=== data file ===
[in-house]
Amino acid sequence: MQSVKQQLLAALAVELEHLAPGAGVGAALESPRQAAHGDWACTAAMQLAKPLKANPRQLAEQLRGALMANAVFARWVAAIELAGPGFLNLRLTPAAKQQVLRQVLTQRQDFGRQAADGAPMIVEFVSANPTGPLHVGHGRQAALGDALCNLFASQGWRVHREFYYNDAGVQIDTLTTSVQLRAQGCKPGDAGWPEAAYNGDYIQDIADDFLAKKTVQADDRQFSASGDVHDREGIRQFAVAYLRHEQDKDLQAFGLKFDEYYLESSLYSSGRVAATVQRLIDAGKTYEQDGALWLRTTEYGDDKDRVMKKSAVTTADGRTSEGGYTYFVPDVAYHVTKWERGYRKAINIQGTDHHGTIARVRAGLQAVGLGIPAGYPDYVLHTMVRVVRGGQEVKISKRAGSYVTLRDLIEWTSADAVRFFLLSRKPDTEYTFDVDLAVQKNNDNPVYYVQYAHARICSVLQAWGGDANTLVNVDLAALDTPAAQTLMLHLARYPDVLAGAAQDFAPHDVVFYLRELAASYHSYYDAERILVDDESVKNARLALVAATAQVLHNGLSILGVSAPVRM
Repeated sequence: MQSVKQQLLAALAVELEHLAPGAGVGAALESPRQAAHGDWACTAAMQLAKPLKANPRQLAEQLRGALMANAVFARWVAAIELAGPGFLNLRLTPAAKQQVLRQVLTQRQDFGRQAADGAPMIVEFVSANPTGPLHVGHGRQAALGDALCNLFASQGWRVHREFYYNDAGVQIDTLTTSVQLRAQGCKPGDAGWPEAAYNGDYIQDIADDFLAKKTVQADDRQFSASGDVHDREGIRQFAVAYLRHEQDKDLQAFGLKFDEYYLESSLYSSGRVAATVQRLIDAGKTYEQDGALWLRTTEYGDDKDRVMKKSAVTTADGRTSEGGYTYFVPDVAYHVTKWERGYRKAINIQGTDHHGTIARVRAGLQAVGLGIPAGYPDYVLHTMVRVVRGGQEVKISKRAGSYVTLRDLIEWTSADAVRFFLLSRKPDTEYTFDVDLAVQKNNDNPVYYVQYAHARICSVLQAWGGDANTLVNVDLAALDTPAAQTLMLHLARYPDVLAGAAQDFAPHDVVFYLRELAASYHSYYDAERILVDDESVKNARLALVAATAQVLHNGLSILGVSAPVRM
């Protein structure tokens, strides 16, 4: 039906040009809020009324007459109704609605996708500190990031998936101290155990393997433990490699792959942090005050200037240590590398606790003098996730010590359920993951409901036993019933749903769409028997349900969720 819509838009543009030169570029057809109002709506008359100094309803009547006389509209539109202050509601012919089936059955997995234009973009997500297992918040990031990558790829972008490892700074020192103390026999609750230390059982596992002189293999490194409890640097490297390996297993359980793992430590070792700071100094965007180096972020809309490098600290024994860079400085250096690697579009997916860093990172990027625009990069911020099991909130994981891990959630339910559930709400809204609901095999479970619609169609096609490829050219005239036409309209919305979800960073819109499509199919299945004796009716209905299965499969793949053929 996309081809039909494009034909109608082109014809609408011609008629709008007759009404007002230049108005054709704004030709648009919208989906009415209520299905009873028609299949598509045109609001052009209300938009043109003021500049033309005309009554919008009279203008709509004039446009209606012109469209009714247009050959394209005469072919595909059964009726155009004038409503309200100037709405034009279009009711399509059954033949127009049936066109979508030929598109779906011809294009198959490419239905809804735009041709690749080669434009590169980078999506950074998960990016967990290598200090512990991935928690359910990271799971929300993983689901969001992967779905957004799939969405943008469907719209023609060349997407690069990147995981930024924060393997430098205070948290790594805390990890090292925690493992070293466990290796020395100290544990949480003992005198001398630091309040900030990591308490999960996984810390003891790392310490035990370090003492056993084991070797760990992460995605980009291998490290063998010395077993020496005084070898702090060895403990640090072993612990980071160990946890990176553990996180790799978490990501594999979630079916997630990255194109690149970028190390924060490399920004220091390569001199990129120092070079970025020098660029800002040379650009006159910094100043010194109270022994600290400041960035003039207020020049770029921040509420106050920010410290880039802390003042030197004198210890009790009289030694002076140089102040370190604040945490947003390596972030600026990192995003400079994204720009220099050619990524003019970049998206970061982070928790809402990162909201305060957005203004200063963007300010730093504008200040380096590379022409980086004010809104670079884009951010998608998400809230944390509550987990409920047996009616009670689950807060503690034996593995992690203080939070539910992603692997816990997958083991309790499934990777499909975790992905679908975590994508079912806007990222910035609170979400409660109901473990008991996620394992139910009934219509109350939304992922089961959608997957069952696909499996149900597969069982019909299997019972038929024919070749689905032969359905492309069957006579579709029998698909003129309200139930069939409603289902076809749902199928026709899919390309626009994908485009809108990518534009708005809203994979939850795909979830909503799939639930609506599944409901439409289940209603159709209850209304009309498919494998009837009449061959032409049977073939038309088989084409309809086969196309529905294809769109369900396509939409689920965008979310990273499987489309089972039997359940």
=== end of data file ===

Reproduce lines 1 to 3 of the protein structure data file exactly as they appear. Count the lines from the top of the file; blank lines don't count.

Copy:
[in-house]
Amino acid sequence: MQSVKQQLLAALAVELEHLAPGAGVGAALESPRQAAHGDWACTAAMQLAKPLKANPRQLAEQLRGALMANAVFARWVAAIELAGPGFLNLRLTPAAKQQVLRQVLTQRQDFGRQAADGAPMIVEFVSANPTGPLHVGHGRQAALGDALCNLFASQGWRVHREFYYNDAGVQIDTLTTSVQLRAQGCKPGDAGWPEAAYNGDYIQDIADDFLAKKTVQADDRQFSASGDVHDREGIRQFAVAYLRHEQDKDLQAFGLKFDEYYLESSLYSSGRVAATVQRLIDAGKTYEQDGALWLRTTEYGDDKDRVMKKSAVTTADGRTSEGGYTYFVPDVAYHVTKWERGYRKAINIQGTDHHGTIARVRAGLQAVGLGIPAGYPDYVLHTMVRVVRGGQEVKISKRAGSYVTLRDLIEWTSADAVRFFLLSRKPDTEYTFDVDLAVQKNNDNPVYYVQYAHARICSVLQAWGGDANTLVNVDLAALDTPAAQTLMLHLARYPDVLAGAAQDFAPHDVVFYLRELAASYHSYYDAERILVDDESVKNARLALVAATAQVLHNGLSILGVSAPVRM
Repeated sequence: MQSVKQQLLAALAVELEHLAPGAGVGAALESPRQAAHGDWACTAAMQLAKPLKANPRQLAEQLRGALMANAVFARWVAAIELAGPGFLNLRLTPAAKQQVLRQVLTQRQDFGRQAADGAPMIVEFVSANPTGPLHVGHGRQAALGDALCNLFASQGWRVHREFYYNDAGVQIDTLTTSVQLRAQGCKPGDAGWPEAAYNGDYIQDIADDFLAKKTVQADDRQFSASGDVHDREGIRQFAVAYLRHEQDKDLQAFGLKFDEYYLESSLYSSGRVAATVQRLIDAGKTYEQDGALWLRTTEYGDDKDRVMKKSAVTTADGRTSEGGYTYFVPDVAYHVTKWERGYRKAINIQGTDHHGTIARVRAGLQAVGLGIPAGYPDYVLHTMVRVVRGGQEVKISKRAGSYVTLRDLIEWTSADAVRFFLLSRKPDTEYTFDVDLAVQKNNDNPVYYVQYAHARICSVLQAWGGDANTLVNVDLAALDTPAAQTLMLHLARYPDVLAGAAQDFAPHDVVFYLRELAASYHSYYDAERILVDDESVKNARLALVAATAQVLHNGLSILGVSAPVRM